Delaware Multi-Housing Legislation 

Urge Lawmakers to Oppose SB 90!

Property Owners should not be forced to participate in government sponsored subsidies

June 24, 2022

Reach out to your House Representative NOW HERE

SB 90, aims to help Section 8 Housing Choice Voucher (HCV) holders find housing  by mandating that property owners particiapte in these program regardless of if they are willing or able to meet the burdensome requirements of such programs. The bill will revise both the Delaware Fair Housing Act and Residential Landlord-Tenant Code to repeal the exception to discrimination based on source of income that allows a landlord to decide if they wish to accept residents who participate in government-sponsored rental assistance programs.

Lawmakers and housing advocates mistakenly believe that property owners and landlords refuse to accept section 8 (and similar programs) because there is a bias against those who are on these programs. This belief could not be further from the truth. Property owners choose not to accept section 8 applicants because they do not want to work with the program that   require property owners and operators to adhere to additional regulatory requirements, which are otherwise not imposed in a standard apartment leasing transaction that can significantly increase the cost of doing business. 

The requirements imposed by Section 8 may include, but are not limited to, the following: 

  • Prescribed tenancy approval process, including additional paperwork and mandatory approval timeline;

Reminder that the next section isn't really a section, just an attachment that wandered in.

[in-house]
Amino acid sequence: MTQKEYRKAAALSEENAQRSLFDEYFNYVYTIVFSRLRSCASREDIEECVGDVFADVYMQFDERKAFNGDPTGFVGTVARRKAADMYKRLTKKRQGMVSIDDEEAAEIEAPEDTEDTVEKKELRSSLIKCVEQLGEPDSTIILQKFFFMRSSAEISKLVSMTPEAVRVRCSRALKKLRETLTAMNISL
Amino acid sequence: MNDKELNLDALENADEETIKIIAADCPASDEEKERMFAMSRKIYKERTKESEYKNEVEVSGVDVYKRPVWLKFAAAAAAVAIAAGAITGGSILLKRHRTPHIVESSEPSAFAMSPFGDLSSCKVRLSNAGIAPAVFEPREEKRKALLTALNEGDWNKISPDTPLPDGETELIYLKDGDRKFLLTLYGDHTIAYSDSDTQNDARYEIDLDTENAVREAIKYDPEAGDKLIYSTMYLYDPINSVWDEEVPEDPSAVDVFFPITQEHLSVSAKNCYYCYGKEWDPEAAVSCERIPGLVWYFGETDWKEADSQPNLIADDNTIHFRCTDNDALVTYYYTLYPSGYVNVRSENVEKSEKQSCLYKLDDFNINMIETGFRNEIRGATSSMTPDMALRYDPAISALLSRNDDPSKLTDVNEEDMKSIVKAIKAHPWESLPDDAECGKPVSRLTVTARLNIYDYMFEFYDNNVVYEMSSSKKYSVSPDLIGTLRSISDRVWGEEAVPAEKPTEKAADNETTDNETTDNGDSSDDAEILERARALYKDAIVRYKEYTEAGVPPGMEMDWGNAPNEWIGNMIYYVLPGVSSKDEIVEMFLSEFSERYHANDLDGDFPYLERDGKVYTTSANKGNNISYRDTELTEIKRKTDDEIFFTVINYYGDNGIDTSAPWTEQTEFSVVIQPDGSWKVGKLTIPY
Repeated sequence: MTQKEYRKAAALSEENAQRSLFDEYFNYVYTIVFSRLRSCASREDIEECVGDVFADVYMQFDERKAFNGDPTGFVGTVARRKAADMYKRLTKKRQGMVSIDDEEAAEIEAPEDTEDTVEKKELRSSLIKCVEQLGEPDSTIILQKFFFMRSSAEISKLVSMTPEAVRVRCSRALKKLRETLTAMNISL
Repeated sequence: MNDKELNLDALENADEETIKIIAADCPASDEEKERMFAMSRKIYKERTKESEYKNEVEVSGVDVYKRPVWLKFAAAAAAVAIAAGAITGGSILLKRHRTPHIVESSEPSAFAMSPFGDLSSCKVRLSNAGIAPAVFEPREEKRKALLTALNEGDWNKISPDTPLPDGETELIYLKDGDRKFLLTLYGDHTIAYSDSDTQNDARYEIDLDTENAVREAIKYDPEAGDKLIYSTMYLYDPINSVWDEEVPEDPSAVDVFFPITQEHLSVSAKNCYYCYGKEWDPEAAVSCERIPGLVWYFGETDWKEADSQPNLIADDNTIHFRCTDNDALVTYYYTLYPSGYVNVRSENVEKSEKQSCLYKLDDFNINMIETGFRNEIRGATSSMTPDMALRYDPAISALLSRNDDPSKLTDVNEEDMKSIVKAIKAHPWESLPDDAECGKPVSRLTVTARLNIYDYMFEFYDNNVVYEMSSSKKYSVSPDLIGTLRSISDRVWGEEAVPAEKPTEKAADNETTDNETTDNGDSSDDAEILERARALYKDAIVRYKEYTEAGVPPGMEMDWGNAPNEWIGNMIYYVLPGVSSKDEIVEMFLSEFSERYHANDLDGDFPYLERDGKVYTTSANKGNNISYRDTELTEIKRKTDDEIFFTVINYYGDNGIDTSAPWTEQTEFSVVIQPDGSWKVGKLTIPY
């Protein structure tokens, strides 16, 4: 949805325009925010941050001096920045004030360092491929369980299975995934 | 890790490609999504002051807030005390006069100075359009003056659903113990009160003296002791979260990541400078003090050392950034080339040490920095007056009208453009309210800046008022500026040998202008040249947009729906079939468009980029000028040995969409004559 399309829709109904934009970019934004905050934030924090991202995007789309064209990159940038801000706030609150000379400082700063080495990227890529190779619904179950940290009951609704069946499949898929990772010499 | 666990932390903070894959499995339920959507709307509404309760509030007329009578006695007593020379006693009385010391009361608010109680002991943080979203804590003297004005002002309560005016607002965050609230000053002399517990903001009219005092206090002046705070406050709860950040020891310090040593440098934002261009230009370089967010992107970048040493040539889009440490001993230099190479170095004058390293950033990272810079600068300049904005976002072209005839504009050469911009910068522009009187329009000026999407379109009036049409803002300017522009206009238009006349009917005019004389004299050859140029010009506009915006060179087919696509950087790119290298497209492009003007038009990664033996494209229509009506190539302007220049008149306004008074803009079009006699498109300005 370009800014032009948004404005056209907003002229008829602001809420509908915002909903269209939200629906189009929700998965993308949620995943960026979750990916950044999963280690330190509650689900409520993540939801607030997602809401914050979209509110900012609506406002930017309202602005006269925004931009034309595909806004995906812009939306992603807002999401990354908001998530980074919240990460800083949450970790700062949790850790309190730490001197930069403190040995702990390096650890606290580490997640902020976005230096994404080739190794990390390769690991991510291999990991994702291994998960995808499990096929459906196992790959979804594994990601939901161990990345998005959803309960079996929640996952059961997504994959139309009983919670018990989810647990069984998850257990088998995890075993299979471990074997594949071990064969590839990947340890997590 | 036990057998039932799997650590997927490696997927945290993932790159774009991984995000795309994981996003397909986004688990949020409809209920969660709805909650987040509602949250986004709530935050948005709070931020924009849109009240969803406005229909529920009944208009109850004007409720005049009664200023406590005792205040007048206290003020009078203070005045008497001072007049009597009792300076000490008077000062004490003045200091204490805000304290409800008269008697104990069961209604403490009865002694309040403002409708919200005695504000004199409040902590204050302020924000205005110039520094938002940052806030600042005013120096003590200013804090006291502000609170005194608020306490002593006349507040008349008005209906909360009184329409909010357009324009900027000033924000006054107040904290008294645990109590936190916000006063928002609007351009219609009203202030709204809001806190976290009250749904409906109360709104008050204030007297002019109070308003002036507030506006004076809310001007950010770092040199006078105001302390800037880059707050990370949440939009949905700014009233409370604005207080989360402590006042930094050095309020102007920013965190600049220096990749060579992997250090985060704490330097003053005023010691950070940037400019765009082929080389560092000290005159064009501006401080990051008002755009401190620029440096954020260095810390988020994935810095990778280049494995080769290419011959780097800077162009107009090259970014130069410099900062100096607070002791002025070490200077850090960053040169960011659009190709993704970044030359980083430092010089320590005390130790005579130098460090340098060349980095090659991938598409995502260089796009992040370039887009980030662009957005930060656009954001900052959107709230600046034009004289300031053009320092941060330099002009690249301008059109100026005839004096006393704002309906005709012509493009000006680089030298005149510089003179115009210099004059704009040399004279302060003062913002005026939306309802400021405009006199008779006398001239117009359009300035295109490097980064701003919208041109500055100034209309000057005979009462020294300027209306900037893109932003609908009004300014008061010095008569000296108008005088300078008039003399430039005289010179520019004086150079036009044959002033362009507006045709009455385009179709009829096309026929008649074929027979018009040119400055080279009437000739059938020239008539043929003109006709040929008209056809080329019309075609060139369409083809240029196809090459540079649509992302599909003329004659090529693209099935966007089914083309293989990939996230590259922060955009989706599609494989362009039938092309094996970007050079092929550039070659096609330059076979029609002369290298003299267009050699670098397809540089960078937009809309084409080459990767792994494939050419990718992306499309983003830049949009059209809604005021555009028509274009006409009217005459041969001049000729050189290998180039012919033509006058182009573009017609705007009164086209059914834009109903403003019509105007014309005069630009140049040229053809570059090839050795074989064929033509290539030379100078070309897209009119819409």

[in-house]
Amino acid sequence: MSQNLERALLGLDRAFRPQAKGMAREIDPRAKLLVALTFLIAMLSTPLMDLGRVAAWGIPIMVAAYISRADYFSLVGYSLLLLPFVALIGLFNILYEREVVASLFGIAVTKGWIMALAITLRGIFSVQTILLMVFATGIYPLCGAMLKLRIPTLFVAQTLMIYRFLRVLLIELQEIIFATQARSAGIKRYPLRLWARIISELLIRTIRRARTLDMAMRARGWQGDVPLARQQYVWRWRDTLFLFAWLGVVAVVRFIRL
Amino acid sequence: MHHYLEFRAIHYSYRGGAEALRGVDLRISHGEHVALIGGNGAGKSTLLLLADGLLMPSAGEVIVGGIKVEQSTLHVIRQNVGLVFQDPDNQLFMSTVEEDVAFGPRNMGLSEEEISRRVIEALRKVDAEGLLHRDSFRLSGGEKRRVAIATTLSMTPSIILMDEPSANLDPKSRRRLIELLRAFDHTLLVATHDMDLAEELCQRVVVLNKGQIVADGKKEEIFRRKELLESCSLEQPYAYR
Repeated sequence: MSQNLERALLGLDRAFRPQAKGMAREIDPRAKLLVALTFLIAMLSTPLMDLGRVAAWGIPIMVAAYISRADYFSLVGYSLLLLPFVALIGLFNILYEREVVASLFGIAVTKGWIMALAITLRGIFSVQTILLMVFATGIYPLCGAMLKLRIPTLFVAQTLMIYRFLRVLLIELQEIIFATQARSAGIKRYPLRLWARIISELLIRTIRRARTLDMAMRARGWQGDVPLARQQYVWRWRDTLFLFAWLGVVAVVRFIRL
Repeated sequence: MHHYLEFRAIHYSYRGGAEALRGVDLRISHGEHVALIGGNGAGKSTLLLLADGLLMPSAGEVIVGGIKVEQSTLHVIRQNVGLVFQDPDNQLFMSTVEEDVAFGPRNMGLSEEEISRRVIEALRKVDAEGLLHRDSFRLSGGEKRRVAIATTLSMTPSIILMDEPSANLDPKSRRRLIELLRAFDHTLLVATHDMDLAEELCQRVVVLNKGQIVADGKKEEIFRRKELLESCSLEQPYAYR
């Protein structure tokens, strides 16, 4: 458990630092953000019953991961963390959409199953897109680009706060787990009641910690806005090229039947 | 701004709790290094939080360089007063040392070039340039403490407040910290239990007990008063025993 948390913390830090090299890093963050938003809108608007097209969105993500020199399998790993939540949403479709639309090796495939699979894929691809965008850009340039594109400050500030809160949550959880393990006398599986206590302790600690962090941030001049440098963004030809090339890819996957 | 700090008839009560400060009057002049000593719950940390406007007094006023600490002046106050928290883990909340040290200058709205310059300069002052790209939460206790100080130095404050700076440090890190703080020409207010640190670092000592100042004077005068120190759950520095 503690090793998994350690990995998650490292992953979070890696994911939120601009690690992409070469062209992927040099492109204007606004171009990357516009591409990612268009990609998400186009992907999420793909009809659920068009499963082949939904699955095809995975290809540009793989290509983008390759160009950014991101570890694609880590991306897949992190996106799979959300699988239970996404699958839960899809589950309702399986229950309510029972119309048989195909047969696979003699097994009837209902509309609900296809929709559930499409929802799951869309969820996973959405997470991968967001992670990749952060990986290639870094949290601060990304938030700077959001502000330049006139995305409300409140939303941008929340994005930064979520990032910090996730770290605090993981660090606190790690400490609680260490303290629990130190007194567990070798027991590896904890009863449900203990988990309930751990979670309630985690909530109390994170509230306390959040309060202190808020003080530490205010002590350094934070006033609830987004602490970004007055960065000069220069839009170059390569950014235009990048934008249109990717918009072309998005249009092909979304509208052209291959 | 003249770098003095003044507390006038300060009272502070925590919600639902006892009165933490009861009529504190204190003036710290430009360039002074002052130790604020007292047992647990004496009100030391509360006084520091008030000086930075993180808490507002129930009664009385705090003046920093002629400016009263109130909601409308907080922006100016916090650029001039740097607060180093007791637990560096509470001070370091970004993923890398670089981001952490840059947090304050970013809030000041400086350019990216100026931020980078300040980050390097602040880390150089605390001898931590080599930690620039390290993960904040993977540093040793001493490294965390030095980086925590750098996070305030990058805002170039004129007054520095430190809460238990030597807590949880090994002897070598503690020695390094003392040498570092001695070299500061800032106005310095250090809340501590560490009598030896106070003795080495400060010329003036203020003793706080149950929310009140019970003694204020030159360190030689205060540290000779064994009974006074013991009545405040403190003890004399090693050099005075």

• Use of the local Public Housing Authority's (PHA) model lease or review and approval of the owner's preferred lease by the PHA;
  • Execution of a "tenancy addendum" to be attached to every voucher holder's lease;
  • In addition to the owner and resident's agreement, owners must agree to enter into a Housing Assistance Payments (HAP) contract with the PHA and to comply with added lease terms and administrative responsibilities contained therein;
  • Potential change in the amount of housing assistance without warning and at any point during the term of the lease;
  • Rents subject to "reasonableness" requirements and limits on rent increases which are subject to approval by the PHA;
  • Inspections of the housing prior to move in and annually to determine whether the housing meets HUD's Housing Quality Standards (HQS) and/or equivalent state or local standards approved by HUD;
  • Possible delay in rental payments at any point during the lease term without recourse due to federal budget appropriations delays,rlengthy administrative processes and even arbitrary withholding of payment by PHAs;
  • Mandated termination policies and procedures including strict limits on when an owner may evict a resident and for what reason; and
  • Additional time to coordinate with the PHA and ensure compliance with the program's stringent requirements.

There are better options for improving the availability of rental housing for voucher holders than mandating participation in the Section 8 Program such as increasing funding for the Program and reducing the bureaucratic requirements associated with it. 

 The bill will ultimately put additional pressure on housing providers with very little benefit to the renters who the legislation is supposed to be helping.